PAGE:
• Dean

    Great article and a good read for folks considering a home defense gun,

  • J ANN

    Wow. I started reading this string yesterday (not even sure how I got here!) and I couldn’t stop! Today I had to sit down and finish reading all the posts. I have learned a lot and I appreciate everyone’s opinion.
    We (husband and 6 yr old daughter) live in a nice city and law enforcement is definitely visible, so there’s a part of me that would like to think that in “my little world” I would never need a gun. I have never been a victim (thankfully) of violent crime. Sure, car broken into many times still a violation, but not the same thing as a home invasion or walking in to a robbery in progress.
    I sit here now in my living room, on my quiet street in the middle of the afternoon all by myself and I think about the “what ifs”. What if someone just wanted to get in to our house right now? What could/would I do to stop him/them? I currently don’t own a gun and you know, I don’t have an answer. I have been thinking about what the best strategy would be in a number of different scenarios I concoct in my head. None are good. None are pleasant. It’s like BRIAN posted though, it’s really so hard to know what the right answer is.
    My husband is a planner. We actually do have tons of emergency preparedness equipment, food, clothes, batteries, tools, water, radio. I start to wonder what might happen if for example the power grid is disrupted for a serious length of time. I mean, if people who did not prepare decide they are simply going to go and TAKE from those who have supplies…what could I/we do to stop them? Without a gun, I think the answer is not much. At least with a serious home defense weapon, we would stand a chance at defending ourselves against others intent to do harm, steal etc.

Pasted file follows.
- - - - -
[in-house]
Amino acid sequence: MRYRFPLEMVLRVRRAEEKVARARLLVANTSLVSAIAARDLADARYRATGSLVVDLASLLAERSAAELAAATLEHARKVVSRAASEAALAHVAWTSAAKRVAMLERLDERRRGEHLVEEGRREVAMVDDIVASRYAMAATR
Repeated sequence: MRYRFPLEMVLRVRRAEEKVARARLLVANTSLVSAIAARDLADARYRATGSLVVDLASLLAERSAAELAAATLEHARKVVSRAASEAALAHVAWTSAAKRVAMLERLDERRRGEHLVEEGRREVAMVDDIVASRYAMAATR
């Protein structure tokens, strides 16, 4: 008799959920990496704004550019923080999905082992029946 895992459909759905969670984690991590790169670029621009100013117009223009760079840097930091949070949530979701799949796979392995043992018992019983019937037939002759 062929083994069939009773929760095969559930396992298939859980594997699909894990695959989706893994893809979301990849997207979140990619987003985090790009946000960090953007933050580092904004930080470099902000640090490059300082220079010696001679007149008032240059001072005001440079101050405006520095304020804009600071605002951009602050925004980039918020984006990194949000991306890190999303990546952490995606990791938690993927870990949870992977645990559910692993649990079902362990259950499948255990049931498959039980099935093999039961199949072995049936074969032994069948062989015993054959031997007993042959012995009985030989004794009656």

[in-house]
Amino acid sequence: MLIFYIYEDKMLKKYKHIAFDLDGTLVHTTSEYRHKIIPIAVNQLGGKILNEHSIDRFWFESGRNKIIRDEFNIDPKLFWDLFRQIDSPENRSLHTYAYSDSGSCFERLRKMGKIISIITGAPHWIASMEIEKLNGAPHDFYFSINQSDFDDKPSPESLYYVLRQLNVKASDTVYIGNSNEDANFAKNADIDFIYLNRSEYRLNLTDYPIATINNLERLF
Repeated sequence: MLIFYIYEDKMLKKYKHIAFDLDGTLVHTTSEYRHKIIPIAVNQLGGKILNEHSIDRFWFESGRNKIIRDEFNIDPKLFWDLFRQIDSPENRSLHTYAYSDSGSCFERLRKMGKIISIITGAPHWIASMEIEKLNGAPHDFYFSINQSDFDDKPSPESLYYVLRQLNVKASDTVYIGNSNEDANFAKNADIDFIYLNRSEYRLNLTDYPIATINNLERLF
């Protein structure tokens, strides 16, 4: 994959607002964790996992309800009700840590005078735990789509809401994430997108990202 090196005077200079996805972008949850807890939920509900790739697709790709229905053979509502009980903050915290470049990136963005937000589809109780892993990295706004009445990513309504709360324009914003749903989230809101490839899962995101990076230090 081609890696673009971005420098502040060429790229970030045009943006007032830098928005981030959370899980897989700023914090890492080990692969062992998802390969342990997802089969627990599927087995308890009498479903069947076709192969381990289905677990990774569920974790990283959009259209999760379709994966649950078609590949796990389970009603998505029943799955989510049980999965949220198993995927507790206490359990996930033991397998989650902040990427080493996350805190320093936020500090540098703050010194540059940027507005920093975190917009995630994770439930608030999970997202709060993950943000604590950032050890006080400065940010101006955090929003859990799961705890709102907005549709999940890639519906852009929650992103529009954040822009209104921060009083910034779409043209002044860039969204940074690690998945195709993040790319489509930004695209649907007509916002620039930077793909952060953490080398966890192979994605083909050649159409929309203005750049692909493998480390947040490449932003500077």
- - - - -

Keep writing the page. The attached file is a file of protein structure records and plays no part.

I grew up in a country that does not allow its citizens to carry weapons, unless you are a hunter. The idea of keeping a deadly weapon in the house is foreign to me, but I am not naive. I think it does make sense that if the “bad guys” all have guns, then to at least stand a chance, I should have one too (and, of course be practiced with it and comfortable with it and be safe with it AND have good outdoor lighting, an alarm system, secure doors and windows AND also have a solid evacuation/hunker down family plan in place for the unexpected acts of man or nature…and and and…
    Anyway, I really have enjoyed reading everyone’s thoughts (well, aaaalmost everyone :-) … and my next move is to do more research on a shot gun and a Glock 19 or 26, contact a shooting range nearby, plug my phone in beside my bed to recharge each night, and take some self-defense classes. I agree completely, we (as a family) need to be proactive. It does no good to say later, oh, I was gonna…
    Thanks again.

  • Shad

    I stopped reading when you picked the shotgun as the best weapon…

    Total ignorance.

    1. Racking a round is not going to scare away someone intent on harming you, but hey as a bonus you just gave away your position, your weapon and the fact that you are awake…so much for surprise, well done.

    2. A shotgun is not a magic bullet. Depending on what you’re shooting out of it you still need to worry about placement, over penetration, and damage too your house (which is of course a very minor consideration). Lots more to be said here, but frankly none of it supports using a shotgun.

    3. A shotgun is generally a long weapon and now you have to handle it in the dark, in the confines of a house, under stress. That requires a lot of training. Just more plain ignorance.